Best Radar Detectors For 2023 – Forbes

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No matter how well Waze alerts you to police speed traps, a clever app will never outsmart a physical device that detects police radar signals in real-time. Radar detectors have been doing that for decades. Now they’re more powerful, connected to their own crowdsourced apps, and can identify an evolving, complicated mix of police radar through the clutter of signals from other cars, traffic signs, and automatic doors.
Radar detectors alert you to active radar signals, whether it’s from a police car, a handheld radar gun, a speed camera, or other device. But the newest and most sophisticated police radar can easily outsmart older or inexpensive detectors. MultaRadar is growing across the U.S. and is nearly undetectable without the newest and best radar detectors (see FAQ). The proliferation of radar sensors in newer cars, such as for adaptive cruise control and blind spot monitoring, is another obstacle for detectors since they run on similar frequencies as standard police radar. Fortunately, several leading radar detector manufacturers have the processing power and software algorithms to separate real threats from false threats—and with plenty of warning time. Unfortunately, as before, this kind of radar performance is pricey.
Since range and accuracy are the entire reasons to buy a radar detector, we have eliminated any new radar detectors priced below $300 from consideration. Radar detector testers know that cheap detectors have only a fraction of the range, throw too many false alerts, have limited to no connectivity, and deliver inferior performance. Considering how a speeding ticket can cost well over $300 in many jurisdictions—to say nothing of a potential arrest, suspended license, and insurance penalties resulting from a traffic stop—spending more is worth it.
The MKII is the second version of Escort’s number-two detector (the top model is the Redline 360c that retails for $100 more) and promises 50-percent greater range. But there’s a reason MAX is all caps: It’s arguably the best choice. Filtering works flawlessly for most reviewers while the GPS has an auto-learn feature that recognizes where you regularly drive, blocks false alerts, adjusts its sensitivity based on your road speed, and displays speed limits. Directional arrows for the front and rear antennas frame an OLED screen, which has several color themes. More importantly, the MAX 360c comes with Wi-Fi for software updates and Bluetooth for connecting the Drive Smarter app (essentially, Escort’s version of Waze that crowdsources other Escort users’ alerts). For full performance and functionality, it’s hard to beat.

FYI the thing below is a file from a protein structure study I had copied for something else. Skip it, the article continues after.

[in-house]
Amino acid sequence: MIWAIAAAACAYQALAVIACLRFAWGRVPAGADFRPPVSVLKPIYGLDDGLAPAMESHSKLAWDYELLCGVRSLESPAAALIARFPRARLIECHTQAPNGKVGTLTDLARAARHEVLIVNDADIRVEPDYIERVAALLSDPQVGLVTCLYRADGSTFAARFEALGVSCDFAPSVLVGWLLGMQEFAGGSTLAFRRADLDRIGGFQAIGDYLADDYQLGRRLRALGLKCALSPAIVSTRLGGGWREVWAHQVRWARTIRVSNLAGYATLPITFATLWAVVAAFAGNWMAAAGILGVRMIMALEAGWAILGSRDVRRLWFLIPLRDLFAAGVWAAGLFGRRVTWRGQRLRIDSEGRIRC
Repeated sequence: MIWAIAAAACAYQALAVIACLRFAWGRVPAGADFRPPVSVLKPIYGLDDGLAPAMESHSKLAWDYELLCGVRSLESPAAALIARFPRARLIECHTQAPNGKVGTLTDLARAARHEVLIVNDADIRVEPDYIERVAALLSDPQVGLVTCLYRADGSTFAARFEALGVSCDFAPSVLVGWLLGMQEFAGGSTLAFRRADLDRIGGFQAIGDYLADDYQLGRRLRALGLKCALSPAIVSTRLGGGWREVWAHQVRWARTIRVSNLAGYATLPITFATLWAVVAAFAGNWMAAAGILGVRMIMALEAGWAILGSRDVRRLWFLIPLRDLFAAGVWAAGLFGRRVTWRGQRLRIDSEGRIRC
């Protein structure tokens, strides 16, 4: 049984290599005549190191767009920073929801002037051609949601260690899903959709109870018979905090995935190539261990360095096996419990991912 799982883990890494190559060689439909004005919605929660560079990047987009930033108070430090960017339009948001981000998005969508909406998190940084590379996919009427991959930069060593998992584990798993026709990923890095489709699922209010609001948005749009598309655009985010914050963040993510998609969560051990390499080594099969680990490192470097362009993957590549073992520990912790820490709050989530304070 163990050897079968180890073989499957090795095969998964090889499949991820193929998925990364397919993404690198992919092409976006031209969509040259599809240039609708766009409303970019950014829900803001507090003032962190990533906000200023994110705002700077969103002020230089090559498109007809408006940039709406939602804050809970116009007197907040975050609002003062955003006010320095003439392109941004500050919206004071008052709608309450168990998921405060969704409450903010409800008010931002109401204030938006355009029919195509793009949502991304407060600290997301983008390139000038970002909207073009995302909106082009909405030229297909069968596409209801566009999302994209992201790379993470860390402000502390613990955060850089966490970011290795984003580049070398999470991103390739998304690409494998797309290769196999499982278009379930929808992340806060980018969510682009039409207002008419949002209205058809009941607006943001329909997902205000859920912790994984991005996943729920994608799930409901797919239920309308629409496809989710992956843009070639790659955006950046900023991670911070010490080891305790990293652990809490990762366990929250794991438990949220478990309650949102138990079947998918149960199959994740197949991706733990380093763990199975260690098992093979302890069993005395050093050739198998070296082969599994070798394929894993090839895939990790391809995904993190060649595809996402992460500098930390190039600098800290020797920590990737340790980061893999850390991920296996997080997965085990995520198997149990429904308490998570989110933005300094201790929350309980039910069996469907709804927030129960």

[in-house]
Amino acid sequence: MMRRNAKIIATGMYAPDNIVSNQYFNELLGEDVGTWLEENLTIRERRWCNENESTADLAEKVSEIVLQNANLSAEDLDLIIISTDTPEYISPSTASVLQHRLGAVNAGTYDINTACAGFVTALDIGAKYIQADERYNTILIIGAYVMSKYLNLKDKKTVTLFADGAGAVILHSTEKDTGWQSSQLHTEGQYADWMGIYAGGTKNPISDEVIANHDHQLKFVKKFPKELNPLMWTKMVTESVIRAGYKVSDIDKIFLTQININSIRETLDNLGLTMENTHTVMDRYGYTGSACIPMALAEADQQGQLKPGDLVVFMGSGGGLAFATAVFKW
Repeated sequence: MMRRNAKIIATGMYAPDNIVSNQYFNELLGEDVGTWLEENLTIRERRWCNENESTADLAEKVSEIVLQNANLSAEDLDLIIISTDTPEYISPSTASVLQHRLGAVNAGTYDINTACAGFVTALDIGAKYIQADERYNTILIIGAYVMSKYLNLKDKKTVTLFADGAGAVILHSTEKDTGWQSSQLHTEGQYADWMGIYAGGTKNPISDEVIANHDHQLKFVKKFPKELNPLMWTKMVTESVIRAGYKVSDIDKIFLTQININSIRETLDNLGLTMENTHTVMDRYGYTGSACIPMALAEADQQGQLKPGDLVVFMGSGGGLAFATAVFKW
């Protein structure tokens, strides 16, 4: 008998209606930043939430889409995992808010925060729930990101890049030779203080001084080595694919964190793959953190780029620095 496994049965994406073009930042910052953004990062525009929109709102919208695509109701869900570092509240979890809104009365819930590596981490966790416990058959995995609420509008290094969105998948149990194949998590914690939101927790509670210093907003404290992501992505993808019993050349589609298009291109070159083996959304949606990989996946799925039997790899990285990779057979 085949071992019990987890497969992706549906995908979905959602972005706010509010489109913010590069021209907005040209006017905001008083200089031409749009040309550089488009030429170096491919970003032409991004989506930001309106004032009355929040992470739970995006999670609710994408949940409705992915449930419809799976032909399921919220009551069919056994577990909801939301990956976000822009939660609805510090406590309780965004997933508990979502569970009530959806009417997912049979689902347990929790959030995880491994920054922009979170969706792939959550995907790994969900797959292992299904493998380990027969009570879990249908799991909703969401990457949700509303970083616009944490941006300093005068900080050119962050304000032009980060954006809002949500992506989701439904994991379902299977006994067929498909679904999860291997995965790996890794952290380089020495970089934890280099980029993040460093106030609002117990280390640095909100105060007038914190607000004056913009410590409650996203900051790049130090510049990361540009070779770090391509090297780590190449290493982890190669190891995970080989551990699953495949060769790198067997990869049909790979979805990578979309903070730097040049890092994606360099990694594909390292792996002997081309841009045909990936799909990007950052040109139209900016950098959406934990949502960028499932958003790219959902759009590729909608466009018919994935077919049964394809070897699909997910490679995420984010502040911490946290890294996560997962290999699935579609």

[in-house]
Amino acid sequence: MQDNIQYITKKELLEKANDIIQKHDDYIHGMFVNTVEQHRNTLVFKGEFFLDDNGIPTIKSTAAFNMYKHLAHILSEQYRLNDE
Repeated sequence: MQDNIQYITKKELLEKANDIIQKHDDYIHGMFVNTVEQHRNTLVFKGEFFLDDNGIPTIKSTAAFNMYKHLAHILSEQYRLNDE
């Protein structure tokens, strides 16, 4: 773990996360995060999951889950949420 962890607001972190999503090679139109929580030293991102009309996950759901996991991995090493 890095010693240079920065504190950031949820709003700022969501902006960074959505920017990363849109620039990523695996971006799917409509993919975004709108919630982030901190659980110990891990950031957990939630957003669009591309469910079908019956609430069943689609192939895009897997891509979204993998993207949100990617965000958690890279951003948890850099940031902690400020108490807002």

The Uniden R8 offers an overwhelming amount of detail, such as the ability to set the exact speed the detector runs in city mode or identify the exact laser gun a police officer is using. It’s compatible with Gatso speed cameras (and identifies those, too) and reviewers laud its MultaRadar detection plus its filtering and range are very good. Directional arrows flash on the sizeable screen. Uniden redesigned the R8 to include two buttons on the front panel instead of the side. But considering its price matches the Escort, the R8’s GPS auto-learning doesn’t always work and its build quality and bulky size are significant demerits. There is no wireless connectivity or app, either. In city environments or areas with a lot of speed traps, the Uniden may be the best choice.
Valentine One pioneered directional arrows decades ago by being the first and only radar detector to have both forward and rear antennas. Its exceptional performance has been rivaled by many detectors, but not in stealth. Radar detectors detect signals, but in doing so they also emit digital noise of their own. Police can use devices called “radar detector detectors” (or RDD) to pinpoint which vehicles are using radar detectors in areas where the devices are illegal. The Valentine V1 Gen2 is known for its undetectability by the commonly used Spectre RDD.
The V1 Gen2 features an all-new magnesium case and radar-seeking technology adapted from a concept used by military CHIRP radars to find fainter targets farther away with higher precision. The unit’s substantial range increase over the original V1 teamed with false alarm reduction, built-in Bluetooth and a breakthrough in stealth earned the Valentine One Gen2 a top spot on this list. But there’s no GPS, the app is very limited in functionality and updates require a firmware change that mandates sending the V1 back to the company at a cost.